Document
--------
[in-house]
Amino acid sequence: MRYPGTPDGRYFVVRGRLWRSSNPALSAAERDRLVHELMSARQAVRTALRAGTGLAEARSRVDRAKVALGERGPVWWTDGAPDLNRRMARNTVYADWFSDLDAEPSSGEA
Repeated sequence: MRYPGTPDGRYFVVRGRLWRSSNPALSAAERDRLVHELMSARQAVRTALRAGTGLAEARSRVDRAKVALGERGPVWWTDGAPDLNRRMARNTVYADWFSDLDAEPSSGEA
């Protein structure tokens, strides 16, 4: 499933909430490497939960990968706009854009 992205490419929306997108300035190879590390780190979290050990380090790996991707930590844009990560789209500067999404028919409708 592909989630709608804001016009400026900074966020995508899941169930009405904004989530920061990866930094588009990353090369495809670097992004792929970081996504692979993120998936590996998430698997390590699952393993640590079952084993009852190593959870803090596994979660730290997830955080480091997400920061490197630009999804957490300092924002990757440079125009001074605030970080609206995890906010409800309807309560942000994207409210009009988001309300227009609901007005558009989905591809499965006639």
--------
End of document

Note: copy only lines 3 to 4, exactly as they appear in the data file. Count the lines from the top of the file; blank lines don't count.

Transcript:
Repeated sequence: MRYPGTPDGRYFVVRGRLWRSSNPALSAAERDRLVHELMSARQAVRTALRAGTGLAEARSRVDRAKVALGERGPVWWTDGAPDLNRRMARNTVYADWFSDLDAEPSSGEA
């Protein structure tokens, strides 16, 4: 499933909430490497939960990968706009854009 992205490419929306997108300035190879590390780190979290050990380090790996991707930590844009990560789209500067999404028919409708 592909989630709608804001016009400026900074966020995508899941169930009405904004989530920061990866930094588009990353090369495809670097992004792929970081996504692979993120998936590996998430698997390590699952393993640590079952084993009852190593959870803090596994979660730290997830955080480091997400920061490197630009999804957490300092924002990757440079125009001074605030970080609206995890906010409800309807309560942000994207409210009009988001309300227009609901007005558009989905591809499965006639």